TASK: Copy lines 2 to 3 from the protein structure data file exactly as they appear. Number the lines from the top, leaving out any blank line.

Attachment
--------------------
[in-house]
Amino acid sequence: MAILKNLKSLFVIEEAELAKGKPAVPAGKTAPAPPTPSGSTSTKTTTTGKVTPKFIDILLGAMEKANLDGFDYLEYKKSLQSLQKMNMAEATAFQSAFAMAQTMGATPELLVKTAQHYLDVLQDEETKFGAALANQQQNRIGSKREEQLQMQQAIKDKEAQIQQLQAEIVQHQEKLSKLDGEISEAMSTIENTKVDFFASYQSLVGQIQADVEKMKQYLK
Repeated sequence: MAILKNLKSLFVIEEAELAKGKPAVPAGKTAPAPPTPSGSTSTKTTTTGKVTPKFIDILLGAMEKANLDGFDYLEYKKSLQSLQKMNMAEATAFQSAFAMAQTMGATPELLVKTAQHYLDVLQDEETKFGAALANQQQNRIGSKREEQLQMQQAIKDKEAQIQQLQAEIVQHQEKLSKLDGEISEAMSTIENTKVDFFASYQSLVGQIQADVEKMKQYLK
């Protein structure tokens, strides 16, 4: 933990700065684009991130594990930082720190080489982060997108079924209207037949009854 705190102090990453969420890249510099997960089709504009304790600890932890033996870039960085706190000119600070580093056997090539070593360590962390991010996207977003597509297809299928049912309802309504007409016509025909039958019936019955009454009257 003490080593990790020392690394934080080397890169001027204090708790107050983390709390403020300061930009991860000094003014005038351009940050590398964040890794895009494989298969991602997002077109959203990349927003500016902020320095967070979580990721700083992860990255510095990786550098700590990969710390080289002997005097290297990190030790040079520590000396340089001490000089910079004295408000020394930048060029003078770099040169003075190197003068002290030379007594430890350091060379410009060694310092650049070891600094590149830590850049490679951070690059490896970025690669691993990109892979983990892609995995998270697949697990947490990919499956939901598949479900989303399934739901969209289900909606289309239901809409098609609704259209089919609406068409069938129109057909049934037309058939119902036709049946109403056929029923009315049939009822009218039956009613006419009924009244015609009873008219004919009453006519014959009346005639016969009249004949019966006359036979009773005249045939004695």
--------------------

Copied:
Amino acid sequence: MAILKNLKSLFVIEEAELAKGKPAVPAGKTAPAPPTPSGSTSTKTTTTGKVTPKFIDILLGAMEKANLDGFDYLEYKKSLQSLQKMNMAEATAFQSAFAMAQTMGATPELLVKTAQHYLDVLQDEETKFGAALANQQQNRIGSKREEQLQMQQAIKDKEAQIQQLQAEIVQHQEKLSKLDGEISEAMSTIENTKVDFFASYQSLVGQIQADVEKMKQYLK
Repeated sequence: MAILKNLKSLFVIEEAELAKGKPAVPAGKTAPAPPTPSGSTSTKTTTTGKVTPKFIDILLGAMEKANLDGFDYLEYKKSLQSLQKMNMAEATAFQSAFAMAQTMGATPELLVKTAQHYLDVLQDEETKFGAALANQQQNRIGSKREEQLQMQQAIKDKEAQIQQLQAEIVQHQEKLSKLDGEISEAMSTIENTKVDFFASYQSLVGQIQADVEKMKQYLK